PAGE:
Getting your first birds is exciting but we do need to put their needs first. Time spent on research is never wasted, so make sure you choose the right breed or species and have everything in place for their arrival.
Pens and predator protection
Waterfowl are inquisitive and will wander a considerable distance from water, especially when they are first introduced. A bird which has travelled some distance in a box will naturally want to get as far away from you as possible. If your aviary is large, consider making a small temporary enclosure near a feed station so new arrivals can get their bearings and settle down safely.
Waterfowl need to be able to immerse their heads fully to keep eyes and nostrils clean. After transport, they welcome the opportunity to bathe. Keeping the feathers in good condition is instinctive as it is their key to survival.
After the trauma of a journey, birds may try to hide for a while whilst they get their bearings. Waterfowl generally have more difficulty keeping cool than warm, so make sure they can get out of direct sun. In winter it may be necessary to provide frost-free ground and shelter from persistent rain for some. There should always be open water available for them.
Who goes with who?
All domestic ducks except the Muscovy Cairina moschata are descended from the Mallard Anas platyrhynchos, so can all interbreed given the opportunity. Geese too have common ancestors, mainly the Greylag Goose Anser anser and the Swan Goose, Anser cygnoides. If you keep several breeds you will need to have separate pens for each one or you will end up with mongrels. Many wildfowl can interbreed, even though they are distinct species. Some wild species have an instinctive dislike of others, it is worth doing some research if you wish to keep some of the less common species.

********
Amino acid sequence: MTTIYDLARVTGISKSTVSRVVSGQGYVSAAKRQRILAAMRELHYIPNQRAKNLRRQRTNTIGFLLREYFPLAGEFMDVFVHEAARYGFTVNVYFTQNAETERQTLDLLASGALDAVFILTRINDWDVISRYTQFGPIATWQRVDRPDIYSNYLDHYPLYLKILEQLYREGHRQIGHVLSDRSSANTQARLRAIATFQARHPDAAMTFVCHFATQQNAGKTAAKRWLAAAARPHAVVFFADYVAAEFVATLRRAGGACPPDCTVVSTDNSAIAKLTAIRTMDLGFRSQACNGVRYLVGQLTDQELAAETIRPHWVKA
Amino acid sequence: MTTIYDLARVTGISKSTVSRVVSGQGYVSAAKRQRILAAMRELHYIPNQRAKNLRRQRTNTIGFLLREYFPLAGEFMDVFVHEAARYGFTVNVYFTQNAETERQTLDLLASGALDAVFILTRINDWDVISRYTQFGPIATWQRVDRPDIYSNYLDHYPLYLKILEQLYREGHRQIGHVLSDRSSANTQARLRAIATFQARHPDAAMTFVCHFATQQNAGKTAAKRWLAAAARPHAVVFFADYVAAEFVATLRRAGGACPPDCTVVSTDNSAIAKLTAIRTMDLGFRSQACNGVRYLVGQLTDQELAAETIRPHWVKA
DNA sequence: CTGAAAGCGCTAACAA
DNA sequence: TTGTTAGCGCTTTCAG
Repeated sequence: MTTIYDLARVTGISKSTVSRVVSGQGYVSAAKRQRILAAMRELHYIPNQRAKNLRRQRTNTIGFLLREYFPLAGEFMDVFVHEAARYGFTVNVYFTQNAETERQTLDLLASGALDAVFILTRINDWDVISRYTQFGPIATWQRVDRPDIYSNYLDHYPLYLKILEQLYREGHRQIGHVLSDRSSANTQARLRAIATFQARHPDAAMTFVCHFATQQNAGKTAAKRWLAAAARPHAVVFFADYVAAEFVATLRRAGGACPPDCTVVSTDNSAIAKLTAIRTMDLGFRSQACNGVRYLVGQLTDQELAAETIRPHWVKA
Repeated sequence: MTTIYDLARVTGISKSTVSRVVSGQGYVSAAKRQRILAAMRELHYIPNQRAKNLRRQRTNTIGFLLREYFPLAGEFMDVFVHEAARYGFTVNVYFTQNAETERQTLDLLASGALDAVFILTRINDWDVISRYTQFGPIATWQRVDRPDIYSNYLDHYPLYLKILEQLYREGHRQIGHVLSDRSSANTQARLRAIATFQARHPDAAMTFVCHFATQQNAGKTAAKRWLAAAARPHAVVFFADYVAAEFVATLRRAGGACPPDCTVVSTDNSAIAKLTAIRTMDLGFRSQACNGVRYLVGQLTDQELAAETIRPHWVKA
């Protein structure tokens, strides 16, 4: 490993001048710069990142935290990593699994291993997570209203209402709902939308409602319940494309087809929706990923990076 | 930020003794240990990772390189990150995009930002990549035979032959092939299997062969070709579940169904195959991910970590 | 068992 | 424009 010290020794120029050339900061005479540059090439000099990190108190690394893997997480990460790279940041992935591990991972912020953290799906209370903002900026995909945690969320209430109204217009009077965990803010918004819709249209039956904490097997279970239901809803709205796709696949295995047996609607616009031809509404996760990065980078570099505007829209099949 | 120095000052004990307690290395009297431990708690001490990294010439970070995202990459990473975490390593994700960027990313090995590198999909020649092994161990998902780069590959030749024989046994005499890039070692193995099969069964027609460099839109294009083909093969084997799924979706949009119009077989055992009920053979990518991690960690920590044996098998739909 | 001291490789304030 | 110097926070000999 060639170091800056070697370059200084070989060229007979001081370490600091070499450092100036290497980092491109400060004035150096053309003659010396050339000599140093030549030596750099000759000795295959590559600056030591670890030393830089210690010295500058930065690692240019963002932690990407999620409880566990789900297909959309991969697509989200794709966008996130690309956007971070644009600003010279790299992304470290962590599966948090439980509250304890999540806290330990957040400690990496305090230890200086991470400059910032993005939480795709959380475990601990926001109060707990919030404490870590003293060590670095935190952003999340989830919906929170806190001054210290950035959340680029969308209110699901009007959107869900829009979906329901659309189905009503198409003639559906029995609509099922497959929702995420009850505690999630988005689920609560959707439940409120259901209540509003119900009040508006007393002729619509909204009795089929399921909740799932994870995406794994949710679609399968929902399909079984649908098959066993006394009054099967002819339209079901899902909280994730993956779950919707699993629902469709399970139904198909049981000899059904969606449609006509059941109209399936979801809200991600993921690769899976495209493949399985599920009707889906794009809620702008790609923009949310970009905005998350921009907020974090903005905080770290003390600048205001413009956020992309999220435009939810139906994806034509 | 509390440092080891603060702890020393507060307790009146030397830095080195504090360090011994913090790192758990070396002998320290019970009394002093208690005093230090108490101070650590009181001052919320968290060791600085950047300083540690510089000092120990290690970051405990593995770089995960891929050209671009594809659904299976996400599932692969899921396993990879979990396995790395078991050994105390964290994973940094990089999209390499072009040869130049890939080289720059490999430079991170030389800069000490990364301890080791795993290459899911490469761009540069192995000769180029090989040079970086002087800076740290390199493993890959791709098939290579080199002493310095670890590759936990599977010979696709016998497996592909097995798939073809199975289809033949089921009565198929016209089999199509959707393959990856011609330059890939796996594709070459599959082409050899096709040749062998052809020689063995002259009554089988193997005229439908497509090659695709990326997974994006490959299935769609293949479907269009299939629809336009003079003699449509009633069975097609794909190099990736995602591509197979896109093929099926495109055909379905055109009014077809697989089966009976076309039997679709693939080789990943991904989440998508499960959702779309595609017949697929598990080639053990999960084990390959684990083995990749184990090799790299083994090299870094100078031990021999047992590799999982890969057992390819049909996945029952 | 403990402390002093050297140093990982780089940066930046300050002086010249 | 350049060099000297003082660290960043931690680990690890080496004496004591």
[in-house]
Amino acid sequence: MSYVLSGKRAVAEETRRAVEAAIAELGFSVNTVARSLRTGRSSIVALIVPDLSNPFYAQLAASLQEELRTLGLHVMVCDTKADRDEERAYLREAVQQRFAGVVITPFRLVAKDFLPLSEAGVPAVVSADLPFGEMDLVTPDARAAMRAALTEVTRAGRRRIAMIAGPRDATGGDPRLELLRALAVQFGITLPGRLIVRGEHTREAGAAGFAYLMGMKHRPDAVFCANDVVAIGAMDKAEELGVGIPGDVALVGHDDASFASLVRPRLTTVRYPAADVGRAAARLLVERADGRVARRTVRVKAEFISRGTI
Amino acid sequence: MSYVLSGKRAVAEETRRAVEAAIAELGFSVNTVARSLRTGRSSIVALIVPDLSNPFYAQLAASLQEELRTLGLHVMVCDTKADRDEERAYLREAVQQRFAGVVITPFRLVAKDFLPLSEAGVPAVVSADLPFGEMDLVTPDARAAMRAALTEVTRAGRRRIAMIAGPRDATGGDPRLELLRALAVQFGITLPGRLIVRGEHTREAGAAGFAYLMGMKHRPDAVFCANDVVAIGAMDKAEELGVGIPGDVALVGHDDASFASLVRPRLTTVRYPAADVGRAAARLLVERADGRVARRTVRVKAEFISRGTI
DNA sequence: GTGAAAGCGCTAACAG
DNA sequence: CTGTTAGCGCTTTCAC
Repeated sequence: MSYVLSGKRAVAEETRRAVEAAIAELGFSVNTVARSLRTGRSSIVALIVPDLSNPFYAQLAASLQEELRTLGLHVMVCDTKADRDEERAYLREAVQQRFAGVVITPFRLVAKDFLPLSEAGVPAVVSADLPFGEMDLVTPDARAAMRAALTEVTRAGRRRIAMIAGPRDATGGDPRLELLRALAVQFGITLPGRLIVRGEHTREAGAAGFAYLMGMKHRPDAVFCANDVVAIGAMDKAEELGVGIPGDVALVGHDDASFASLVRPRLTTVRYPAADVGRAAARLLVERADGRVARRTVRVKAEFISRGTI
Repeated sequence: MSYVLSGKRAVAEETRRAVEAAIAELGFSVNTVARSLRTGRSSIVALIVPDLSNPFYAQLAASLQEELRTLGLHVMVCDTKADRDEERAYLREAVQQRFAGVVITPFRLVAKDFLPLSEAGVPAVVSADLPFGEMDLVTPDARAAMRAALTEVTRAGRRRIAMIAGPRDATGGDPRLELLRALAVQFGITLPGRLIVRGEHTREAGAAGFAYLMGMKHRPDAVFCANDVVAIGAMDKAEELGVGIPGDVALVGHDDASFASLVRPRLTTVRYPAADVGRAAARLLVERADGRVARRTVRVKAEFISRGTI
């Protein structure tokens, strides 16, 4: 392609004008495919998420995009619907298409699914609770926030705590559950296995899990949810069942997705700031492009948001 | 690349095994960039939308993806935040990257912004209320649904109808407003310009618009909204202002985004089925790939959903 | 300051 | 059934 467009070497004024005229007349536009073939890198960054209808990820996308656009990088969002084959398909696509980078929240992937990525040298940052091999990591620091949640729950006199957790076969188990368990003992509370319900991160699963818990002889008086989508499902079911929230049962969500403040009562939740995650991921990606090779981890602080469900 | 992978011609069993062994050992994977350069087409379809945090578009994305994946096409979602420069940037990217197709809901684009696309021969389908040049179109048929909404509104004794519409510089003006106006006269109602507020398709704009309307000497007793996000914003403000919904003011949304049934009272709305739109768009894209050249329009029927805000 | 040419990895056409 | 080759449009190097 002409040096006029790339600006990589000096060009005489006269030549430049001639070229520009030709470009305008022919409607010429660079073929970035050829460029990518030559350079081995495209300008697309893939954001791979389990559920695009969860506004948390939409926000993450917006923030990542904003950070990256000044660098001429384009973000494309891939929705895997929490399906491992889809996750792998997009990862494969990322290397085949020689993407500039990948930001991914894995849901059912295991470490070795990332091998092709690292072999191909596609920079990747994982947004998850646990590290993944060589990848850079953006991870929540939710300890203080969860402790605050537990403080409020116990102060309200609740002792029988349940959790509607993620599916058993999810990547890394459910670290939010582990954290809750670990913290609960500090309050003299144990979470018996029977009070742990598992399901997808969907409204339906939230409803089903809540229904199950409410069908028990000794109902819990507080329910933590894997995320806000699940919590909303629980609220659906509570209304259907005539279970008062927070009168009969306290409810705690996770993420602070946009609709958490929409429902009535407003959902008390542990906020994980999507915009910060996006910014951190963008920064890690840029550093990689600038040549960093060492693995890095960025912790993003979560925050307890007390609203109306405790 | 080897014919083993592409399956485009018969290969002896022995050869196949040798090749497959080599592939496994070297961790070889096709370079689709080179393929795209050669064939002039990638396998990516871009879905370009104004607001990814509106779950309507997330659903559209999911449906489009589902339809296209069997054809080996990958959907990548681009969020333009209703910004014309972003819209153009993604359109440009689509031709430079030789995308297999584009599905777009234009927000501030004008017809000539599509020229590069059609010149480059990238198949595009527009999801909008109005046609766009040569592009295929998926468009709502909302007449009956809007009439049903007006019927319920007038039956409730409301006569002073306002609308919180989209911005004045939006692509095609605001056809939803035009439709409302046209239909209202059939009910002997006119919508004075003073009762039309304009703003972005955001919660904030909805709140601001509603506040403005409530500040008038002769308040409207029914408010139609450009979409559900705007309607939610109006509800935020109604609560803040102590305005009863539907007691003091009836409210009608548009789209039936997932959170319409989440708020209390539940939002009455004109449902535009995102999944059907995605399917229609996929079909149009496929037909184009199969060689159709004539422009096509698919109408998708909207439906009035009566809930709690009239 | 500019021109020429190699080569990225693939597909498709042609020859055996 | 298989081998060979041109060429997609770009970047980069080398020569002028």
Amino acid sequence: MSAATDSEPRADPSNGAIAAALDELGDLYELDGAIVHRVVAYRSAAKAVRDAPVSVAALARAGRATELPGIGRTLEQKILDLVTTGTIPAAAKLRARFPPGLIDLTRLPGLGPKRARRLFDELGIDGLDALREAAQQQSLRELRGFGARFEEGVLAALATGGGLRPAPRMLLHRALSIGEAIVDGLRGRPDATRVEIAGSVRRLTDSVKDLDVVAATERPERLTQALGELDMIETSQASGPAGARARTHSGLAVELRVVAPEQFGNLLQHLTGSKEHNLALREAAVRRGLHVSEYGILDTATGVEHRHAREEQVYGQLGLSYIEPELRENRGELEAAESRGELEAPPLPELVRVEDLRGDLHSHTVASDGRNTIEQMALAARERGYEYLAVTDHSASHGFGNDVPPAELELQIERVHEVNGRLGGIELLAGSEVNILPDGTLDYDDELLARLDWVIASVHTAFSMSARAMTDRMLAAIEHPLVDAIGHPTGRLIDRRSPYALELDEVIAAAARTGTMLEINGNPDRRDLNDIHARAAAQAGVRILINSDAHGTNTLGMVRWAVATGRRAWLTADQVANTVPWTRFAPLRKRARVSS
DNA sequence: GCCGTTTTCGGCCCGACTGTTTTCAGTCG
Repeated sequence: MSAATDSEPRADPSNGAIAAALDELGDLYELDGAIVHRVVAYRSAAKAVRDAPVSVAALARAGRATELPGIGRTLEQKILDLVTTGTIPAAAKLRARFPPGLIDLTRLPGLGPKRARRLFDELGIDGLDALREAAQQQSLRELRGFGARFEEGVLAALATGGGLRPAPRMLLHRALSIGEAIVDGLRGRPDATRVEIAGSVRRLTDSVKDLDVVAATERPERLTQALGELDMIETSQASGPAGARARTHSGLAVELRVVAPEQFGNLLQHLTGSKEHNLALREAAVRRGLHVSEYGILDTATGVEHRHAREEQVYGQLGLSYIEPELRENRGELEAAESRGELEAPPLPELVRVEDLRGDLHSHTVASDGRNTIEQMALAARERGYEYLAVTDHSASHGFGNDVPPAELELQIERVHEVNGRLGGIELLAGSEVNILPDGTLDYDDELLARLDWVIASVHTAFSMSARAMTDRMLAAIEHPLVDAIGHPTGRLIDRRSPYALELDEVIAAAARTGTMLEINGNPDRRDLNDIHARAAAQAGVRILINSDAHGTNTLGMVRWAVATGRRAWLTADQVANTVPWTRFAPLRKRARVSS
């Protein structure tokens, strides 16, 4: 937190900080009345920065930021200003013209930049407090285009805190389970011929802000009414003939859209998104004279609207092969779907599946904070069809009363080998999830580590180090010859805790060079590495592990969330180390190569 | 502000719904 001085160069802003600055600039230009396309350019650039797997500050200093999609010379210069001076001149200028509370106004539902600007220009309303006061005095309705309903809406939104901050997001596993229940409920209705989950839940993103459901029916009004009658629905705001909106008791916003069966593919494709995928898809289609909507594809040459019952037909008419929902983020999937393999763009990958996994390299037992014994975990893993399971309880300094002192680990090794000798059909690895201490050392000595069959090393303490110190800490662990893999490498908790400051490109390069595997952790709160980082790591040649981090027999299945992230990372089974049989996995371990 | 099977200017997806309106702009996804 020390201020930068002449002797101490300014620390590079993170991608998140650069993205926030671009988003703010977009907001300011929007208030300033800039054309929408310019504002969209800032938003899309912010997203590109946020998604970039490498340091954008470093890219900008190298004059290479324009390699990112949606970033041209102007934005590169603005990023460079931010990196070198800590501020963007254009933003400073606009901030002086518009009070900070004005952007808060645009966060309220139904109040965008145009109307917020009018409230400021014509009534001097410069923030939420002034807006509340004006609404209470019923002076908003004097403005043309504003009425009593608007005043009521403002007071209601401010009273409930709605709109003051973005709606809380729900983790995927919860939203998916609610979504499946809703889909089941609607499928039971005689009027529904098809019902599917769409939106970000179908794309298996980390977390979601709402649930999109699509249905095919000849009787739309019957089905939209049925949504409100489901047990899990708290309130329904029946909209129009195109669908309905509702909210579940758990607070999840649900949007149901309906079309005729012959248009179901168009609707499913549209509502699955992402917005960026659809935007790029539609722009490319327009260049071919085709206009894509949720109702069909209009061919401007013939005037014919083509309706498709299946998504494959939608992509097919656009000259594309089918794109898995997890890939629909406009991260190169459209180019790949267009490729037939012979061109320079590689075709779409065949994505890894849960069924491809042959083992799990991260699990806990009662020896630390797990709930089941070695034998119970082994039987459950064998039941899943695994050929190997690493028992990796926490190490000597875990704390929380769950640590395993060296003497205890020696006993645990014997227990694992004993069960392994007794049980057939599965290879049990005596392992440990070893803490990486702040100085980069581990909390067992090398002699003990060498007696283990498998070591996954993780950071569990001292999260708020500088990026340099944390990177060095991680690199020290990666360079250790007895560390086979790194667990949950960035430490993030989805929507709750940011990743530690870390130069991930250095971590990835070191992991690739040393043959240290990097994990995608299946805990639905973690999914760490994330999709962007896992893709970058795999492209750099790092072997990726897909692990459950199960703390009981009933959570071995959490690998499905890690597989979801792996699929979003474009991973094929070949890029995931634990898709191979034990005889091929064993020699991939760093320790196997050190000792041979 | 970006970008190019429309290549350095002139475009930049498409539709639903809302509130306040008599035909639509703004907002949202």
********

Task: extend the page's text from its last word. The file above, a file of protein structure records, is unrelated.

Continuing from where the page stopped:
The basic duck and goose maintenance ration is a good starting point. At different times of the year you may need to change to breeder rations, young stock will need crumbs then grower pellets. Some people use feed formulated for chickens. Though generally cheaper, it is not perfect. If you do, the feed must not be medicated with a coccidiostat, which could be toxic to waterfowl. Medication is usually listed in the ingredients. Treats like wholewheat bread, millet or wheat are fine, but not as the only diet.
Make a plan
Despite the best planning for your facilities, there may be times when things go wrong. For instance, what will you do if
- you have travelling problems whilst collecting birds
- a bird gets sick
- you are taken ill and cannot get out to feed
- you have an accident whilst tending the birds
- your family insist you take a holiday or you have to look after a relative unexpectedly
Part of your management plan should include registering with a vet, preferrably a practice that has a partner experienced with birds.
The BWA has a network of local and regional contacts, we hope you will join us and benefit from all we have to offer.
More information on waterfowl husbandry can be found here.